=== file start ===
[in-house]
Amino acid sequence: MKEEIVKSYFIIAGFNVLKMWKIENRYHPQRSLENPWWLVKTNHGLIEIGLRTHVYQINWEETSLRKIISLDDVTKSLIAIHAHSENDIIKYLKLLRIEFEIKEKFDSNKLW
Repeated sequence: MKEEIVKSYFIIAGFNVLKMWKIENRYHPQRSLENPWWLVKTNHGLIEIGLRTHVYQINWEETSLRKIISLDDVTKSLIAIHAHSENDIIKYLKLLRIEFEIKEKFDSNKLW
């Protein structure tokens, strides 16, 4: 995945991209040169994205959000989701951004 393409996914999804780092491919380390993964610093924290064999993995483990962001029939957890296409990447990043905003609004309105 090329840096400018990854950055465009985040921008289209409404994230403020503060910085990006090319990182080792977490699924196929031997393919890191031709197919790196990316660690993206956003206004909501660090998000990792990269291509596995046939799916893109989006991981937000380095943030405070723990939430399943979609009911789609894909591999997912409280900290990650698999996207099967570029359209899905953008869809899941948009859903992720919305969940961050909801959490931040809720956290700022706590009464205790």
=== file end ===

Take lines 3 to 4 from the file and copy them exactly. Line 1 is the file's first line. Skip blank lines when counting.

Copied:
Repeated sequence: MKEEIVKSYFIIAGFNVLKMWKIENRYHPQRSLENPWWLVKTNHGLIEIGLRTHVYQINWEETSLRKIISLDDVTKSLIAIHAHSENDIIKYLKLLRIEFEIKEKFDSNKLW
């Protein structure tokens, strides 16, 4: 995945991209040169994205959000989701951004 393409996914999804780092491919380390993964610093924290064999993995483990962001029939957890296409990447990043905003609004309105 090329840096400018990854950055465009985040921008289209409404994230403020503060910085990006090319990182080792977490699924196929031997393919890191031709197919790196990316660690993206956003206004909501660090998000990792990269291509596995046939799916893109989006991981937000380095943030405070723990939430399943979609009911789609894909591999997912409280900290990650698999996207099967570029359209899905953008869809899941948009859903992720919305969940961050909801959490931040809720956290700022706590009464205790």